Sunday, 29 December 2013

The story of the destruction of St Kilda

Review: East Wind, a short story by Daphne du Maurier

I’m reading The Doll, a collection of early short stories by Daphne du Maurier, during this week that stretches out to New Year, perfect for letting loose one's imagination.

East Wind is a short story about the destruction of a community, through decadent values impacting on simple remote people and the long, strong traditions which bind them together. Due to a strong east wind bringing a sheltering ship to their bay, a remote island is landed by foreign strangers, bringing brandy, dancing, the outside world, sin and free love. The effect quickly fragments the local fishing community, leading to dancing and lust, ending in murder. It is symbolic of the eventual demise of the whole community. Du Maurier calls her island 'St Hilda', an isolated rock, supposedly far off the Scilly Islands, but it must surely be St Kilda, a real island forty miles west of Uist, the far west point of Scotland. In fact, St Kilda was abandoned in 1930 by 36 remaining people, an event contemporary with the date of her short story. Today, just this abandoned street tells of the once cohesive and strong seafaring community that lived here.

                                                The ruined "Street", St Kilda (Wikipedia)

Visitors started to reach St Kilda by boat during mid Victorian summers to watch birds on the seven mile barren island. They encountered the natives of St Kilda, St Kildans, bringing with them each time a 'flu epidemic, which the islanders genes could not resist. Nevertheless, contact with the outside world was alluring. St Kilda's young men left for the mainland. By 1930, a shrunken community clung on without enough people to work the land, harvest the sheep for cheese, eat the sea birds, or make tweed. St Kilda could not be reached, except by trawlers from late August to late spring, due to wild Atlantic seas. That winter, the islanders were near to starving. Even a doctor could not reach them.

The remaining islanders unable to face another winter cut off by storms, petitioned the Government to be evacuated. They specifically said that they did not wish to be rehoused together as a community of families, possibly because they all had different ideas about what they wanted to do, but possibly because they were no more a living community.

So, today, St Kilda is as dead as Pompeii:  an empty shell, storm lashed for seven months a year. In summer, it is visited by keen bird watchers, but you need permission from the National Trust for Scotland to set anchor in Village Bay (below).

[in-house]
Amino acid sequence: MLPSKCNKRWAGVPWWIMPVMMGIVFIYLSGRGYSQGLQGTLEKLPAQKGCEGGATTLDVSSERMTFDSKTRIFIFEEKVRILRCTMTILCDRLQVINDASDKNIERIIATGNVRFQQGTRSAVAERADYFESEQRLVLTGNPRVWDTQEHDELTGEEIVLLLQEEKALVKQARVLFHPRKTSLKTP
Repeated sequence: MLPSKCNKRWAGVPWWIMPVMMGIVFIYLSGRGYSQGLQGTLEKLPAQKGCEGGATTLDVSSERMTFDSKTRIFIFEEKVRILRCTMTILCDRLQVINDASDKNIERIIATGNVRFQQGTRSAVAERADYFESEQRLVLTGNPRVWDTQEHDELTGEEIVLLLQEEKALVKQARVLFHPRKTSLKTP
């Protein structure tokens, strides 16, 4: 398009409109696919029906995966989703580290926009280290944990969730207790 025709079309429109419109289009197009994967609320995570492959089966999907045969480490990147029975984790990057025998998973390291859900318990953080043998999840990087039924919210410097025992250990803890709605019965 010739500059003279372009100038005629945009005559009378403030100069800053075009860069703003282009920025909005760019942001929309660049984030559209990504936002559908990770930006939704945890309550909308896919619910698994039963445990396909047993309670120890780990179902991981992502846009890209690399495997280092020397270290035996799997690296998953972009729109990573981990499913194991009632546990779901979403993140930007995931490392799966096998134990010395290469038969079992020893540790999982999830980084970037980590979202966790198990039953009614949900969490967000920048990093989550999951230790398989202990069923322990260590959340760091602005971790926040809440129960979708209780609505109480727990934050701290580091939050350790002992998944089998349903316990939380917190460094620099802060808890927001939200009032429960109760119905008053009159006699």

Village Bay, St Kilda (Wikipedia)

Possibly, as Du Maurier perceives, it was the temptations of the world and the flesh which finally destroyed St Kilda’s community. Du Maurier certainly loved isolated, marine and wild places. Debauchery and murder on a rocky shore is a theme in her novels and is always destructive.

While watching the famous film "It's a Wonderful Life" on Christmas Eve, George Bailey is a given a vision of what would have happened to his community if he had never lived. Instead of a decent community, the main street is a line of gaming houses, brothels, crime, flashing lights, pawn shops and money-lenders. Oddly, this alternative town struck me as rather like some of our towns today.

We talk about the “destruction of community” so perhaps we can learn lessons:
  • That honesty, self discipline and moral values matter, in the longer term, for communities and their ongoing survival. 
  • That people and churches must make an effort to act as "salt and light" in their local communities to hold them together and strengthen them. 
  • That temptations of materialism can destroy whole communities. 
Our towns could all be left as empty streets, as people elect to go somewhere else. We already see some English high streets becoming dead retail centres, full of charity shops and empty premises as out of town shopping centres take over. The mass exodus of the young is already destroying many remote and mountain communities across Europe. 

Maybe we urgently need more people who are willing to reverse the process of decay, to value again the concept of "community" itself, to swim against this strong tide of abandonment, to resist the strong lure of modernity, and materialism.

1 comment:

  1. Kipling, whom T S Eliot once called 'prophetic' ( I have forgotten the source) wrote on a kindred theme in 1909 in his short story 'The Mother Hive' - Actions and Reactions (1918). A wax moth insinuates herself into the hive which has already become old and weak and starts to lay eggs in it. But just a few bees nuture a new queen ...